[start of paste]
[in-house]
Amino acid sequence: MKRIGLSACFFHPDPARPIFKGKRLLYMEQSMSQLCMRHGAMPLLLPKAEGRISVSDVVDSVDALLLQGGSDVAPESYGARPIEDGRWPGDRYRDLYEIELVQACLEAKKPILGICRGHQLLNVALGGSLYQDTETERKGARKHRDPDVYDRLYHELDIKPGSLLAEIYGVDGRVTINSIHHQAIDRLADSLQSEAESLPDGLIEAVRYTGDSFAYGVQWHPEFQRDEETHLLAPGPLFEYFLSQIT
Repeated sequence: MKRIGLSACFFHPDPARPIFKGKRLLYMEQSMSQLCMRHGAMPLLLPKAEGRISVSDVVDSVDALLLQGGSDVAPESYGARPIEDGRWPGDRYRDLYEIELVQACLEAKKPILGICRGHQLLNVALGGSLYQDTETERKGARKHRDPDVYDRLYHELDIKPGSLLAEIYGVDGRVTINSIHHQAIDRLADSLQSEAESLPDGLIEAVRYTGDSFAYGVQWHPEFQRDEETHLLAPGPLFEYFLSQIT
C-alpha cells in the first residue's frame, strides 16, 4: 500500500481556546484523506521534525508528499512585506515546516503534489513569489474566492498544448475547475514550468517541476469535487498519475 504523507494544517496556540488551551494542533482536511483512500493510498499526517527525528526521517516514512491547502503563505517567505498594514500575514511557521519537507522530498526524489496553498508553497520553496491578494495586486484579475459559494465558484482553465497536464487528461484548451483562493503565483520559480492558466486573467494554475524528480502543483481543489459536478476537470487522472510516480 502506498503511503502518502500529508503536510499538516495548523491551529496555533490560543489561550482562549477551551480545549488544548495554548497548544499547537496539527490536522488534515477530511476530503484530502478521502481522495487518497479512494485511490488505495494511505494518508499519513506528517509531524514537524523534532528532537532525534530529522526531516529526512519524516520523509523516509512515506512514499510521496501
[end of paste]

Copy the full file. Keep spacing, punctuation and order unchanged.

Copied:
[in-house]
Amino acid sequence: MKRIGLSACFFHPDPARPIFKGKRLLYMEQSMSQLCMRHGAMPLLLPKAEGRISVSDVVDSVDALLLQGGSDVAPESYGARPIEDGRWPGDRYRDLYEIELVQACLEAKKPILGICRGHQLLNVALGGSLYQDTETERKGARKHRDPDVYDRLYHELDIKPGSLLAEIYGVDGRVTINSIHHQAIDRLADSLQSEAESLPDGLIEAVRYTGDSFAYGVQWHPEFQRDEETHLLAPGPLFEYFLSQIT
Repeated sequence: MKRIGLSACFFHPDPARPIFKGKRLLYMEQSMSQLCMRHGAMPLLLPKAEGRISVSDVVDSVDALLLQGGSDVAPESYGARPIEDGRWPGDRYRDLYEIELVQACLEAKKPILGICRGHQLLNVALGGSLYQDTETERKGARKHRDPDVYDRLYHELDIKPGSLLAEIYGVDGRVTINSIHHQAIDRLADSLQSEAESLPDGLIEAVRYTGDSFAYGVQWHPEFQRDEETHLLAPGPLFEYFLSQIT
C-alpha cells in the first residue's frame, strides 16, 4: 500500500481556546484523506521534525508528499512585506515546516503534489513569489474566492498544448475547475514550468517541476469535487498519475 504523507494544517496556540488551551494542533482536511483512500493510498499526517527525528526521517516514512491547502503563505517567505498594514500575514511557521519537507522530498526524489496553498508553497520553496491578494495586486484579475459559494465558484482553465497536464487528461484548451483562493503565483520559480492558466486573467494554475524528480502543483481543489459536478476537470487522472510516480 502506498503511503502518502500529508503536510499538516495548523491551529496555533490560543489561550482562549477551551480545549488544548495554548497548544499547537496539527490536522488534515477530511476530503484530502478521502481522495487518497479512494485511490488505495494511505494518508499519513506528517509531524514537524523534532528532537532525534530529522526531516529526512519524516520523509523516509512515506512514499510521496501